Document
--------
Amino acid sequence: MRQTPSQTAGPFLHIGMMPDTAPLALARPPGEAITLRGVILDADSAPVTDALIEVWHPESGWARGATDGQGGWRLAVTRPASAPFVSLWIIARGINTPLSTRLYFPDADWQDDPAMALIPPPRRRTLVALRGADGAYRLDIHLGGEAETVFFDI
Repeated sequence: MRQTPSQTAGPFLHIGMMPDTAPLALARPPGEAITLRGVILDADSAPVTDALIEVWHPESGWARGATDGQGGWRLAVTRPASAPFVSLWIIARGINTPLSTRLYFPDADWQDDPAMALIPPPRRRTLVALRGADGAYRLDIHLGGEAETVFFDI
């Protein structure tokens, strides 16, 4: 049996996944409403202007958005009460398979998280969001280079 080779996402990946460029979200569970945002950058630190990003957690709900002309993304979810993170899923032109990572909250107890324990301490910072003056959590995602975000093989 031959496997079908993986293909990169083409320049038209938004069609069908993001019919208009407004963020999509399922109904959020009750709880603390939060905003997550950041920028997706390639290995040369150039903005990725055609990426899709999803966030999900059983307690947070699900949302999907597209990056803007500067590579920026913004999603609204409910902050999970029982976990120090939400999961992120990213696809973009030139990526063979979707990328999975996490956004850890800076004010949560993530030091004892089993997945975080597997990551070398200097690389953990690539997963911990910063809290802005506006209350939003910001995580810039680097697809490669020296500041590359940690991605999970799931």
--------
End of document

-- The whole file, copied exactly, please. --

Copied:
Amino acid sequence: MRQTPSQTAGPFLHIGMMPDTAPLALARPPGEAITLRGVILDADSAPVTDALIEVWHPESGWARGATDGQGGWRLAVTRPASAPFVSLWIIARGINTPLSTRLYFPDADWQDDPAMALIPPPRRRTLVALRGADGAYRLDIHLGGEAETVFFDI
Repeated sequence: MRQTPSQTAGPFLHIGMMPDTAPLALARPPGEAITLRGVILDADSAPVTDALIEVWHPESGWARGATDGQGGWRLAVTRPASAPFVSLWIIARGINTPLSTRLYFPDADWQDDPAMALIPPPRRRTLVALRGADGAYRLDIHLGGEAETVFFDI
């Protein structure tokens, strides 16, 4: 049996996944409403202007958005009460398979998280969001280079 080779996402990946460029979200569970945002950058630190990003957690709900002309993304979810993170899923032109990572909250107890324990301490910072003056959590995602975000093989 031959496997079908993986293909990169083409320049038209938004069609069908993001019919208009407004963020999509399922109904959020009750709880603390939060905003997550950041920028997706390639290995040369150039903005990725055609990426899709999803966030999900059983307690947070699900949302999907597209990056803007500067590579920026913004999603609204409910902050999970029982976990120090939400999961992120990213696809973009030139990526063979979707990328999975996490956004850890800076004010949560993530030091004892089993997945975080597997990551070398200097690389953990690539997963911990910063809290802005506006209350939003910001995580810039680097697809490669020296500041590359940690991605999970799931």